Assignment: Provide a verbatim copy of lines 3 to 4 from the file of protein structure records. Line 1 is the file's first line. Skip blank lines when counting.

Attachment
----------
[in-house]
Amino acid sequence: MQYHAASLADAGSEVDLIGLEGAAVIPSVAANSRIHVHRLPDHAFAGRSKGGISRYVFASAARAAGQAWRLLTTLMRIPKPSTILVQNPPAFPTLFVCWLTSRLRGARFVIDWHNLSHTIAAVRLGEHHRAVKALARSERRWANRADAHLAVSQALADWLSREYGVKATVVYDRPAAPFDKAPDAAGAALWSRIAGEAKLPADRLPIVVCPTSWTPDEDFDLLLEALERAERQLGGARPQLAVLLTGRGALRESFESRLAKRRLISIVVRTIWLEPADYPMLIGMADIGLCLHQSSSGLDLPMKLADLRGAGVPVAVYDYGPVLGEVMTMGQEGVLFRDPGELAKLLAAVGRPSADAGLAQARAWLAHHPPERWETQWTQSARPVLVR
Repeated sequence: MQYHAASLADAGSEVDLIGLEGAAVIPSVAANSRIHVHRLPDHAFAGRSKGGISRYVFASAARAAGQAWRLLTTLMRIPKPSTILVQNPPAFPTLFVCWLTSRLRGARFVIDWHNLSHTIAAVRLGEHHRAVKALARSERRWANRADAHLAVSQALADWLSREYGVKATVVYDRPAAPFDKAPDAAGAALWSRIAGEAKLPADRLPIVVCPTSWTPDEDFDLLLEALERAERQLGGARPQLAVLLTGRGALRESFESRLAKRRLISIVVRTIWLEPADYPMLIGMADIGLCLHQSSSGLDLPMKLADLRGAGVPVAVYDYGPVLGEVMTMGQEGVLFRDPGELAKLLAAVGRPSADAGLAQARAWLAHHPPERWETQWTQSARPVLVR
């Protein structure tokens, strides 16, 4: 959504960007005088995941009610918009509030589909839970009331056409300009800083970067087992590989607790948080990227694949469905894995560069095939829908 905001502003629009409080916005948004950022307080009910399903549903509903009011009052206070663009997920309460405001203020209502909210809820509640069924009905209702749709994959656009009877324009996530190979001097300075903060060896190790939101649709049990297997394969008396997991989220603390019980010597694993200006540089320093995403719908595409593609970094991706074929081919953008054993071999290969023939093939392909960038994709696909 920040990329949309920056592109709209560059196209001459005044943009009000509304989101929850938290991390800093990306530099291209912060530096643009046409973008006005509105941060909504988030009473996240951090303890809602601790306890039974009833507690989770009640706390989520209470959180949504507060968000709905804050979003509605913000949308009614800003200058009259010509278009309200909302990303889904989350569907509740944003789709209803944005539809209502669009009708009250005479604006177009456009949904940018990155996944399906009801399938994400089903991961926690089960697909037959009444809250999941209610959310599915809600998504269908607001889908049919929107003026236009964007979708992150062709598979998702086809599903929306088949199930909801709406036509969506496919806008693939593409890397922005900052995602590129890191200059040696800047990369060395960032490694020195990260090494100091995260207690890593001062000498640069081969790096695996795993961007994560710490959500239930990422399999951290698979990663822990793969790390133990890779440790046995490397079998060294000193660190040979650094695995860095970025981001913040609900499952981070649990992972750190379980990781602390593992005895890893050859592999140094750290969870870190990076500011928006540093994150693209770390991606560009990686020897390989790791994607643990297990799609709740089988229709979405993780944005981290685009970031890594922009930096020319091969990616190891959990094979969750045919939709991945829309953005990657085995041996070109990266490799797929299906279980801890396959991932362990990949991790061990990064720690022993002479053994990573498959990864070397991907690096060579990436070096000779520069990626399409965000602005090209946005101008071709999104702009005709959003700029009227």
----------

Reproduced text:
Repeated sequence: MQYHAASLADAGSEVDLIGLEGAAVIPSVAANSRIHVHRLPDHAFAGRSKGGISRYVFASAARAAGQAWRLLTTLMRIPKPSTILVQNPPAFPTLFVCWLTSRLRGARFVIDWHNLSHTIAAVRLGEHHRAVKALARSERRWANRADAHLAVSQALADWLSREYGVKATVVYDRPAAPFDKAPDAAGAALWSRIAGEAKLPADRLPIVVCPTSWTPDEDFDLLLEALERAERQLGGARPQLAVLLTGRGALRESFESRLAKRRLISIVVRTIWLEPADYPMLIGMADIGLCLHQSSSGLDLPMKLADLRGAGVPVAVYDYGPVLGEVMTMGQEGVLFRDPGELAKLLAAVGRPSADAGLAQARAWLAHHPPERWETQWTQSARPVLVR
């Protein structure tokens, strides 16, 4: 959504960007005088995941009610918009509030589909839970009331056409300009800083970067087992590989607790948080990227694949469905894995560069095939829908 905001502003629009409080916005948004950022307080009910399903549903509903009011009052206070663009997920309460405001203020209502909210809820509640069924009905209702749709994959656009009877324009996530190979001097300075903060060896190790939101649709049990297997394969008396997991989220603390019980010597694993200006540089320093995403719908595409593609970094991706074929081919953008054993071999290969023939093939392909960038994709696909 920040990329949309920056592109709209560059196209001459005044943009009000509304989101929850938290991390800093990306530099291209912060530096643009046409973008006005509105941060909504988030009473996240951090303890809602601790306890039974009833507690989770009640706390989520209470959180949504507060968000709905804050979003509605913000949308009614800003200058009259010509278009309200909302990303889904989350569907509740944003789709209803944005539809209502669009009708009250005479604006177009456009949904940018990155996944399906009801399938994400089903991961926690089960697909037959009444809250999941209610959310599915809600998504269908607001889908049919929107003026236009964007979708992150062709598979998702086809599903929306088949199930909801709406036509969506496919806008693939593409890397922005900052995602590129890191200059040696800047990369060395960032490694020195990260090494100091995260207690890593001062000498640069081969790096695996795993961007994560710490959500239930990422399999951290698979990663822990793969790390133990890779440790046995490397079998060294000193660190040979650094695995860095970025981001913040609900499952981070649990992972750190379980990781602390593992005895890893050859592999140094750290969870870190990076500011928006540093994150693209770390991606560009990686020897390989790791994607643990297990799609709740089988229709979405993780944005981290685009970031890594922009930096020319091969990616190891959990094979969750045919939709991945829309953005990657085995041996070109990266490799797929299906279980801890396959991932362990990949991790061990990064720690022993002479053994990573498959990864070397991907690096060579990436070096000779520069990626399409965000602005090209946005101008071709999104702009005709959003700029009227």